Imagine a nurse on standby 24/7 inside your band-aid administering drugs when the doctor tells them to. A team of engineers at Tufts University in Medford, MA, has designed a prototype for “smart bandages” that work with your body to heal chronic skin wounds faster and more efficiently than traditional band-aids and bandages.
The technology works by monitoring a wound’s daily healing process using smart-sensors and then triggering the delivery of specific drugs to aid in recovery.
Healing chronic wounds
These new smart bandages were specifically designed to help patients with chronic wounds as a result of diabetes, burns, and other medical conditions that overwhelm the skin’s ability to repair itself.
Estimates suggest that more than 25 million people in the US have been affected by chronic non-healing wounds.
These wounds are susceptible to persistent infections and are one of the leading causes of limb amputations. And the healthcare costs associated with treating chronic wounds often puts a severe financial burden on patients and their families.
Cheaper than a band-aid?
The current market for wound healing technologies exceeds $15 billion and the market for scar treatments accounts for another $12 billion in the U.S. alone. It’s a market that has had little innovation relying on tried and tested techniques.
The engineers at Tufts University envisioned a more innovative, affordable and effective solution for treating chronic wounds.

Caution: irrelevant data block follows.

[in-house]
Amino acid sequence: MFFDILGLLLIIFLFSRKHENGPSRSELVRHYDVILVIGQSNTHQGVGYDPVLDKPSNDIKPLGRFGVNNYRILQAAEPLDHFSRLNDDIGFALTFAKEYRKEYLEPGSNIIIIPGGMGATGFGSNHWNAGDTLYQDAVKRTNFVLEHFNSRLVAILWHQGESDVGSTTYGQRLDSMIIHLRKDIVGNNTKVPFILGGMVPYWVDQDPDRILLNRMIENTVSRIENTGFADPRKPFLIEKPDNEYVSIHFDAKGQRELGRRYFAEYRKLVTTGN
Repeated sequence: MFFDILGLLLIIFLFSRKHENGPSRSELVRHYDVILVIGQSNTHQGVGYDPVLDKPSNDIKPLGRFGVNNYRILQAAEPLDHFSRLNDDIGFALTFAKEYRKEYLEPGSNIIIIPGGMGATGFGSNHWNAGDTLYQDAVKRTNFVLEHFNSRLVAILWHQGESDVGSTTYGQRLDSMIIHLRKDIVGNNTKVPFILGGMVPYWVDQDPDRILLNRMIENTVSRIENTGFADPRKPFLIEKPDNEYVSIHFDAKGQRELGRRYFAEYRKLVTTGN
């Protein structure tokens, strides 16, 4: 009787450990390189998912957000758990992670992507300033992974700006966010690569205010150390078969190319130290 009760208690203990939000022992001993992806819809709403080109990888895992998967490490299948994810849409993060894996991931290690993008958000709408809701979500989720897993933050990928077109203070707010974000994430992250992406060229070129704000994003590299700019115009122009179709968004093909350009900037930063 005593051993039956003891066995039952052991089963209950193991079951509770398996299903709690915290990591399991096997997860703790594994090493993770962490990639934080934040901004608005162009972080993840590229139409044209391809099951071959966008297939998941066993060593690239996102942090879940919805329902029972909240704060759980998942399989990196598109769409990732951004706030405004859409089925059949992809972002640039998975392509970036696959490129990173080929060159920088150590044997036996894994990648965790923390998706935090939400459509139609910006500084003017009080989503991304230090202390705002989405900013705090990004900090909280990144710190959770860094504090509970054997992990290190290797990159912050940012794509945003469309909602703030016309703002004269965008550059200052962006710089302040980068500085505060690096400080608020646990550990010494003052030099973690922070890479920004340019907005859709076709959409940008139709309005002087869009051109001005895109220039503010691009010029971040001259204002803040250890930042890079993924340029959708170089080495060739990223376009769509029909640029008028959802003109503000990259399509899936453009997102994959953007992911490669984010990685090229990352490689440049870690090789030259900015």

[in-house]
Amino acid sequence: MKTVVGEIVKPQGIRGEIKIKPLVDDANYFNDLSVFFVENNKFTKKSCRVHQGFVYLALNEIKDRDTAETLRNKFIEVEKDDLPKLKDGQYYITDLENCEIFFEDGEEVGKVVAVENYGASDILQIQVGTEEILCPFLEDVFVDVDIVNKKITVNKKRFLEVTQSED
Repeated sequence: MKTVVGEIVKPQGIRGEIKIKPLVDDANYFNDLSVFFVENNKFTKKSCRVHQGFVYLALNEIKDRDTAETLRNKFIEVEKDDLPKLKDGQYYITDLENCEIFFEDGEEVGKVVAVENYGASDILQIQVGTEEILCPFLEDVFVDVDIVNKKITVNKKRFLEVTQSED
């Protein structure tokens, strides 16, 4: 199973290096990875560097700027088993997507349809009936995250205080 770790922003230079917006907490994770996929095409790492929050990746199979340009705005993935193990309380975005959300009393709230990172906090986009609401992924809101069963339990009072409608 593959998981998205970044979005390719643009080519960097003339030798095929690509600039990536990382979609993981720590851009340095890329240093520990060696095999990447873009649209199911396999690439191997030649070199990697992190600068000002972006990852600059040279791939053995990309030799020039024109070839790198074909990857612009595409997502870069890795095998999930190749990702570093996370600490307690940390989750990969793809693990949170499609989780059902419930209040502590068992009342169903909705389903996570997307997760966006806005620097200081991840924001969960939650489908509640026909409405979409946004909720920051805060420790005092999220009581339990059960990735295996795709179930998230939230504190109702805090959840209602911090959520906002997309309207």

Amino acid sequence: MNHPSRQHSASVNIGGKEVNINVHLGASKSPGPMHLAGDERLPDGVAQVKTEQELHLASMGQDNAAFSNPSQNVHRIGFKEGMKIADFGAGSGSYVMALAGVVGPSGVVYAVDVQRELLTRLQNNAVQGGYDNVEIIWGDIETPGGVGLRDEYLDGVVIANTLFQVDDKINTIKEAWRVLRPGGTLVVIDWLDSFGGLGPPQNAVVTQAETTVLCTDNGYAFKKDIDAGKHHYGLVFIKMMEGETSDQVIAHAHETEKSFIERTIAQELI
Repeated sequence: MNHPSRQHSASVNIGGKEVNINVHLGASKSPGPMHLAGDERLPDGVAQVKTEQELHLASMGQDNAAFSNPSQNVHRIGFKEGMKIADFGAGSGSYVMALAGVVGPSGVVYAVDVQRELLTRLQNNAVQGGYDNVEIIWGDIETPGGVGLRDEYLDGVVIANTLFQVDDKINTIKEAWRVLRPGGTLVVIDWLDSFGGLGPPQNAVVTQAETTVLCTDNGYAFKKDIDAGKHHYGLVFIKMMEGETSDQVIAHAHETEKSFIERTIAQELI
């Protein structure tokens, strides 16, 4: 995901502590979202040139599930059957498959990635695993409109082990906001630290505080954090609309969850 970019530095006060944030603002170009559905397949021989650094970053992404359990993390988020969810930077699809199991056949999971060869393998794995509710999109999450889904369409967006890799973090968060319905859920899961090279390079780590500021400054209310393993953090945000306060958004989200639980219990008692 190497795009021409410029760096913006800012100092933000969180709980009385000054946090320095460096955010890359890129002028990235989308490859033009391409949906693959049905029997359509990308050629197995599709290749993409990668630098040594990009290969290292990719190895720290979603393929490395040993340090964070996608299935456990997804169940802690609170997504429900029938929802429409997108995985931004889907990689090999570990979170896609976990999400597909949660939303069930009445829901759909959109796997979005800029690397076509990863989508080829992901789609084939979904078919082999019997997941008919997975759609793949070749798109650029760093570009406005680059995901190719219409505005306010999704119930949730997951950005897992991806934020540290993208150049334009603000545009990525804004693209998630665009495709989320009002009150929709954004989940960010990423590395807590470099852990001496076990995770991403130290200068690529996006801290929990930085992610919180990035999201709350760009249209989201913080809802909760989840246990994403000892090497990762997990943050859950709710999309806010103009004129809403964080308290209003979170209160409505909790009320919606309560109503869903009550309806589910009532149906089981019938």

They developed their smart bandage technology as a way to protect wounds from the outside world, while also being able to monitor the world inside the wound so that treatment could be targeted as required, rather than being left to time (and hope) alone.
Old smart technology
The smart bandage is a modern approach to an ancient treatment strategy. The basic design of bandages hasn’t changed for millenia, but the integration of flexible 21st century nano-technology with wearable medical devices is transforming the way scientists tackle many medical problems.
Smart bandages are one of many new technologies that interpret live signals from the body and use that data to augment treatment processes.
These live signals are key indicators of the immune system’s capacity to combat any infection or disease present in the body. The ability to monitor blood pH level, bacterial loading, tissue oxygenation, and inflammation levels means treating wounds can be targeted to individuals and can happen more quickly.
Once sensors detect vital signs in the wound, information is sent to a microprocessor attached to the bandage. The microprocessor reads the data from the sensors and releases drugs on demand from its carriers by heating a gel containing specific wound-healing drugs.
The smart bandage is only 3mm thick and extremely flexible, meaning it can be worn just like a traditional bandage. The team specifically selected inexpensive materials to create the products and made the microprocessor reusable to lower costs for patients.
Smart bandages — and smart ‘health tech’ — are revolutionizing the way we think about health care. A device that is capable of providing diagnostics and treatment from the comfort of a patient’s home is the perfect solution for elderly and disabled patients who often struggle with frequent hospital visits to check how well their wounds are healing.
Advancements such as this experimental bandage show how rapidly the medical field is evolving to provide personalized care that suits patients’ needs and lifestyles.